ISBN-10:
1880656205
ISBN-13:
9781880656204
Pub. Date:
07/01/1998
Publisher:
Stone Bridge Press
Basho's Narrow Road: Spring and Autumn Passages

Basho's Narrow Road: Spring and Autumn Passages

by Matsuo Basho, Hiroaki Sato
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Product Details

ISBN-13: 9781880656204
Publisher: Stone Bridge Press
Publication date: 07/01/1998
Series: Rock Spring Collection of Japanese Literature Series
Pages: 192
Sales rank: 394,961
Product dimensions: 5.40(w) x 8.90(h) x 0.50(d)

About the Author


Hiroaki Sato is one of the leading translators of Japanese poetry into English, with numerous books and awards. Emi Suzuki works in illustrations and CD graphic design.

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Basho's Narrow Road: Spring and Autumn Passages 4.3 out of 5 based on 0 ratings. 3 reviews.
antiquary on LibraryThing 10 months ago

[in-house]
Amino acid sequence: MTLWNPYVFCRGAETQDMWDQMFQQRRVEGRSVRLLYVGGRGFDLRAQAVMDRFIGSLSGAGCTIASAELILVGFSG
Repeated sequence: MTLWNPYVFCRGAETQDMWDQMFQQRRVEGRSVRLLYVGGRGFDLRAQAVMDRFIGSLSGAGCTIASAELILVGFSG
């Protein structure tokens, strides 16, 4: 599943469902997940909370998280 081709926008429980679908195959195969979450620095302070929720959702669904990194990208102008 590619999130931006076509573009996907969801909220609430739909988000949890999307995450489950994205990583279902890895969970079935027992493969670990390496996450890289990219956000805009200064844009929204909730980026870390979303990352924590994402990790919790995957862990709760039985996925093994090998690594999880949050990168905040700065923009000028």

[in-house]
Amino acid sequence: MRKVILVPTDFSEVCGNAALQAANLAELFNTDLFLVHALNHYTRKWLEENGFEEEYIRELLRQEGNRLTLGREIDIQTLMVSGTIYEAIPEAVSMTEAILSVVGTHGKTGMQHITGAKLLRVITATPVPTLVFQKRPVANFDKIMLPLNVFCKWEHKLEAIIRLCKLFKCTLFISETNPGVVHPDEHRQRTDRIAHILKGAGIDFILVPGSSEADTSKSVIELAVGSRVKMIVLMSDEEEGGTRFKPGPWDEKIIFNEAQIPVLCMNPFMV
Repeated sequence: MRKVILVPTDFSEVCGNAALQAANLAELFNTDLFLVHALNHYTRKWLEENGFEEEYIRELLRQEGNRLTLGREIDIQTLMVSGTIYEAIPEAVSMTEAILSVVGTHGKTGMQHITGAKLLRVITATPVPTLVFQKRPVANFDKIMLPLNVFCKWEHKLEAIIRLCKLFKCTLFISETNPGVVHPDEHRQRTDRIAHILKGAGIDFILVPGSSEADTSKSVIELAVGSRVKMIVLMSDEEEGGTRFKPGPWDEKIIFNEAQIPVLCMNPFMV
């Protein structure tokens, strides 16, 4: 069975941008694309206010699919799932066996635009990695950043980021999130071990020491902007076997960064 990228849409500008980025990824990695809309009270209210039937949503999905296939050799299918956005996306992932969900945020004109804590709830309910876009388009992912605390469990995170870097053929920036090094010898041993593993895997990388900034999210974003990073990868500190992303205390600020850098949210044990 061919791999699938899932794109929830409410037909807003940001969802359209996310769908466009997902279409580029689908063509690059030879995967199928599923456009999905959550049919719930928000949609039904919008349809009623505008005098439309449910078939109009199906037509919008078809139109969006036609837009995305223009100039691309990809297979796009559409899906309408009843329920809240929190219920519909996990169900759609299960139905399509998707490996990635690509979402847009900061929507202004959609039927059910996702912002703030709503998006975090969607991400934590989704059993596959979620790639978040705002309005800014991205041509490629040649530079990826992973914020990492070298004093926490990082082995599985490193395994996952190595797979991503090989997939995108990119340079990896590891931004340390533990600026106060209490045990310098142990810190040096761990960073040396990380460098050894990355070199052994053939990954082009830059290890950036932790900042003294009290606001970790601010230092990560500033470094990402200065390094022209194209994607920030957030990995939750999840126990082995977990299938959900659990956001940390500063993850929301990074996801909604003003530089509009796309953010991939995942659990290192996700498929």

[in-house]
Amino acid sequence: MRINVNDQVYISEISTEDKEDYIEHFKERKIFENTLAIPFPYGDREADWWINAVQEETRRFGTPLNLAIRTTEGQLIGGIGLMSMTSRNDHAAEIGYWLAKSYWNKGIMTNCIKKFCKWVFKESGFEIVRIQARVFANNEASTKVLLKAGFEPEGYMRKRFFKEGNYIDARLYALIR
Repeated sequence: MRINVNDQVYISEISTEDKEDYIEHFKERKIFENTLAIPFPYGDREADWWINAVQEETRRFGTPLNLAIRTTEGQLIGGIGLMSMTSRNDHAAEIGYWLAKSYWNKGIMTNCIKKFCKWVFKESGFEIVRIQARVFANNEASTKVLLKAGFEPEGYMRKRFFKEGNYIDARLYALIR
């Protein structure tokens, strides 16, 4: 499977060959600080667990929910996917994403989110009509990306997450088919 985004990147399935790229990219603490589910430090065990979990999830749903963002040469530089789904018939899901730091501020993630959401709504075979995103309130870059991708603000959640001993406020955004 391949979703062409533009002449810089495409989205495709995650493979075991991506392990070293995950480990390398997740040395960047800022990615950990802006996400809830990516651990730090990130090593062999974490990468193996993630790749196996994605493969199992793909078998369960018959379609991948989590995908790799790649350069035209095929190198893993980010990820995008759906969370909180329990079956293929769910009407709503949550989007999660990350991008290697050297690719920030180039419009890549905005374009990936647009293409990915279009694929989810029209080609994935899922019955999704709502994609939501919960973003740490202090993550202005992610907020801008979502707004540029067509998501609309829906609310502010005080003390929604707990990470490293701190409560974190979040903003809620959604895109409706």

This one of the many versions of "Narrow Road" is interesting because it also includes the renga sequence "Farewell Gift to Sora."
tombrinck on LibraryThing 10 months ago
This is a translation of Basho's "Narrow Road to a Far Province". Basho recounts his journey through Japan with his companion Sora. The tale is told in prose form with haiku interspersed throughout, in a form called haibun. They encounter and stay with people along the way, from monks to merchants to prostitutes. They join in renga sessions and visit various uta-makura, "poetic places" -- places which are mentioned in traditional poetry.Sato's version is an excellent translation. The language has a natural simple beauty and strikes one as being very faithful to the original. His version is much more the scholar's reference, with extensive and interesting footnotes, romaji versions of all the haiku, excerpts from numerous renga composed during the journey, and a complete and annotated renga at the end called "A Farewell Gift to Sora" which was composed during the trip when Sora had to separate from Basho and go on ahead because of an illness.
PeterClack on LibraryThing 10 months ago
This is a classic which everyone should read. It is shorter than many European novels, but leads the reader into new ways of seeing the landscape around them. The poetry is wonderful. But then Basho is the master of Haiku.